The International Monetary Fund (IMF) has approved a $45billion trust fund to help low and vulnerable middle-income countries, including Nigeria to build resilience and sustainability.
This is coming as the Mineral Sector Support for Economic Diversification (MinDiver) of the World Bank has increased the number of aircraft conducting Airborne Geophysical Survey in the South-west from two to four to boost mining activities.
The survey would be conducted in 19 states, including FCT across 121 local government areas.
Nigeria is among lower-middle-income countries with a gross national income (GNI) per capita of $2,157 in 2019, according to the World Bank collection of development indicators.
According to the IMF, the fund will come into effect from May 1, 2022.
The fund is part of IMF’s $650 billion special drawing rights (SDRs) issued in August 2021 to vulnerable countries to boost liquidity through Resilience and Sustainability Trust (RST).
The Managing Director of IMF, Kristalina Georgieva, disclosed this in a statement issued in Washington, DC.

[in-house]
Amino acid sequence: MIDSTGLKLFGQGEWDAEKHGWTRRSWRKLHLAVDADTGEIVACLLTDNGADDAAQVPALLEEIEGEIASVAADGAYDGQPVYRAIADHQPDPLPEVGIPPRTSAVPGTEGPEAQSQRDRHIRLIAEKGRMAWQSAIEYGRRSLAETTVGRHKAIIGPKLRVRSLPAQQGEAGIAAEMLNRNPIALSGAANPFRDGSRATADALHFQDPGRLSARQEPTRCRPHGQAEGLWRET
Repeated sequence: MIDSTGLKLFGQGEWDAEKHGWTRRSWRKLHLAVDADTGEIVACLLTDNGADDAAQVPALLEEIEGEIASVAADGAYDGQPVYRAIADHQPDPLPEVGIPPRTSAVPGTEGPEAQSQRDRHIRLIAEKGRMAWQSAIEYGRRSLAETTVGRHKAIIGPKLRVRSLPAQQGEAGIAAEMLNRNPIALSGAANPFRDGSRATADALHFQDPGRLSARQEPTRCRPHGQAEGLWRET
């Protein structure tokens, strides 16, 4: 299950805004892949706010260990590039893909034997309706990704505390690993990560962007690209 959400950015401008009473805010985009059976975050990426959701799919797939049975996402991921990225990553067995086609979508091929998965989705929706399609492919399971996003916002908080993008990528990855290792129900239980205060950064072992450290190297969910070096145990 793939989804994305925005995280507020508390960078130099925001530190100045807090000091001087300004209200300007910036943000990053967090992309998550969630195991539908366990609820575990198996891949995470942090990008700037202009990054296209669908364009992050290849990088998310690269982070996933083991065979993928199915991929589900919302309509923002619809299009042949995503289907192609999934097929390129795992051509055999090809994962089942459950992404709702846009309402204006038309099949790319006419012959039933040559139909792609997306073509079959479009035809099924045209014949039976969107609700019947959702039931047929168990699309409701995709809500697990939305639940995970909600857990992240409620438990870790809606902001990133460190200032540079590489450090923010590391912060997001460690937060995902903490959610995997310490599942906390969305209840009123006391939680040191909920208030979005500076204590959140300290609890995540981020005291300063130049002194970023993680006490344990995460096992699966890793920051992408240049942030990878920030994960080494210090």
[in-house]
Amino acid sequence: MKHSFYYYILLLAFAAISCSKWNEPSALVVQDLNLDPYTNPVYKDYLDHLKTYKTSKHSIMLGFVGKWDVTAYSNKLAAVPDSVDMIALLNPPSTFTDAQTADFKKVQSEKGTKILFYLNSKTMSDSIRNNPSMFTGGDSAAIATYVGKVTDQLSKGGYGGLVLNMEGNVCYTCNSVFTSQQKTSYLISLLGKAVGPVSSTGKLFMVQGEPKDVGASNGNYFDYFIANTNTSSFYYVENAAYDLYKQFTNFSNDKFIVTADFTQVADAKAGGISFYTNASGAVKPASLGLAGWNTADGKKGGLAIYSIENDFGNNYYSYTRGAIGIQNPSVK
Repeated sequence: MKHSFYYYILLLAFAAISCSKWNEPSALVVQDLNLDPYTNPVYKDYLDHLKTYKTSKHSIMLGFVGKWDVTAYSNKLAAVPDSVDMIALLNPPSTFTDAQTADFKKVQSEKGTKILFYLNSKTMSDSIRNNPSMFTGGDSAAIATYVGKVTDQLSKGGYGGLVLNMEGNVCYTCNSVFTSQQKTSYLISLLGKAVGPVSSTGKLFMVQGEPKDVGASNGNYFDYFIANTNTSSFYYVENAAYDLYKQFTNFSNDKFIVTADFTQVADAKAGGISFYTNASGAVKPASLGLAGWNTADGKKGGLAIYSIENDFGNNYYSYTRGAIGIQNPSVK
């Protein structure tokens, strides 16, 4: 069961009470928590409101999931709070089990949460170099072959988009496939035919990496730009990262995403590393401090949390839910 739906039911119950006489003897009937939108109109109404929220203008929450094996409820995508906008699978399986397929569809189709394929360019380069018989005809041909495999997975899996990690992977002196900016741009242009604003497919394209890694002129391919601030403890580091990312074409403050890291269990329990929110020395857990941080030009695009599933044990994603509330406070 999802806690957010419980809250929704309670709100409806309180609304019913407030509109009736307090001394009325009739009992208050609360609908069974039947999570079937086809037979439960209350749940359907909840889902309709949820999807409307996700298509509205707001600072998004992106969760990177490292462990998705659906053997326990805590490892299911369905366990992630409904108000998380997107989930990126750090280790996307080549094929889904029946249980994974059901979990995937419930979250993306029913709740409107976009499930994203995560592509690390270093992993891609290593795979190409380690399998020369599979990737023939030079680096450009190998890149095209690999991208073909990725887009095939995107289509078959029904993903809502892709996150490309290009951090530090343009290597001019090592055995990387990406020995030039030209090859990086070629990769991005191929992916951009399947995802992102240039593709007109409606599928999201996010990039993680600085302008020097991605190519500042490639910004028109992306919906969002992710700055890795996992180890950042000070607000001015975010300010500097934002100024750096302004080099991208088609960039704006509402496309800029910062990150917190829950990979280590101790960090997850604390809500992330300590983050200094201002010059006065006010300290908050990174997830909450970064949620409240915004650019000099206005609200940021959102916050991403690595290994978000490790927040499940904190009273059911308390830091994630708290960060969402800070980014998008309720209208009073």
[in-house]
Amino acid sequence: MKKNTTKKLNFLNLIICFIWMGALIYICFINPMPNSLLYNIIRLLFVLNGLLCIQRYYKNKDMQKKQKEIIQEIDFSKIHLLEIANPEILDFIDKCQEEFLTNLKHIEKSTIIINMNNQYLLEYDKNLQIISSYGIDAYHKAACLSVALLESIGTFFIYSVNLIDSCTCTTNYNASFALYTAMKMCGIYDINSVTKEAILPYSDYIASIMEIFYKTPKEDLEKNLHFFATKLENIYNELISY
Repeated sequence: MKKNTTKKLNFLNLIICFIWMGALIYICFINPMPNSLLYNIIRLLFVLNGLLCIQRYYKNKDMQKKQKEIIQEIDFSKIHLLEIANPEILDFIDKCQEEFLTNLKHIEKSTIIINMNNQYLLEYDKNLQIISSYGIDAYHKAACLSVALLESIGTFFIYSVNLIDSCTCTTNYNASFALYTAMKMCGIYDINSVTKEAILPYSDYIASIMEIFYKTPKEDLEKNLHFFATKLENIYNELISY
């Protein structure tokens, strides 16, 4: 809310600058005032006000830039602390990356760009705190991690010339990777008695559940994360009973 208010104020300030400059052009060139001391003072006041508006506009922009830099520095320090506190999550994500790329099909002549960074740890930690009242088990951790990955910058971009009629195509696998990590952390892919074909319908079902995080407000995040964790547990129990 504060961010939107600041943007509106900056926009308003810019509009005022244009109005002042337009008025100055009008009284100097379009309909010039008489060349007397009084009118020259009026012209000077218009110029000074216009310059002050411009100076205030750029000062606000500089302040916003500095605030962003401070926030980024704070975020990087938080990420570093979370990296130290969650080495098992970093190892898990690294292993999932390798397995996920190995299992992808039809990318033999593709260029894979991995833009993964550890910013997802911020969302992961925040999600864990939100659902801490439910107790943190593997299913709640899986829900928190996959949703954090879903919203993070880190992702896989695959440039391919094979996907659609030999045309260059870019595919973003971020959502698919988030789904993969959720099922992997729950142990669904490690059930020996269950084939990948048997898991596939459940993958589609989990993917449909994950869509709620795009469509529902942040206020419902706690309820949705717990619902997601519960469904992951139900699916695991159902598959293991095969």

Georgieva said the fund would help build resilience against long-term risks to balance payments’ stability.
“I am very pleased to announce that the IMF’s Executive Board today approved the creation of a new Resilience and Sustainability Trust (RST) to come into effect on May 1, 2022,” the statement reads.
“The Trust aims to help low-income and vulnerable middle-income countries address longer-term structural challenges that pose macroeconomic risks, including climate change and pandemics.
“As the world is confronting consecutive global shocks, we must not lose sight of the critical actions needed today to ensure longer-term resilience and sustainability — and we can only succeed by working together.
“The RST will amplify the impact of the $650 billion SDR allocation implemented last year by channelling resources from economically stronger members to countries where the needs are greatest. The aspiration is to build a Trust of at least $45 billion in resources.
“The RST will serve as a third pillar of the IMF’s lending toolkit, in addition to the General Resources Account and the Poverty Reduction and Growth Trust. The RST will provide policy support and affordable longer maturity financing – with a 20-year maturity and a 10½ -year grace period – to help build resilience against long-term risks to balance of payments stability.”
She added that about three-quarters of IMF’s country members will be eligible for RST financing.
“About three-quarters of the IMF’s country members will be eligible for RST financing, including low-income members as well as most middle-income countries and all small developing states. We have worked extensively with our members and other stakeholders to design the RST, to balance the needs of potential contributors and borrowers,” the statement added.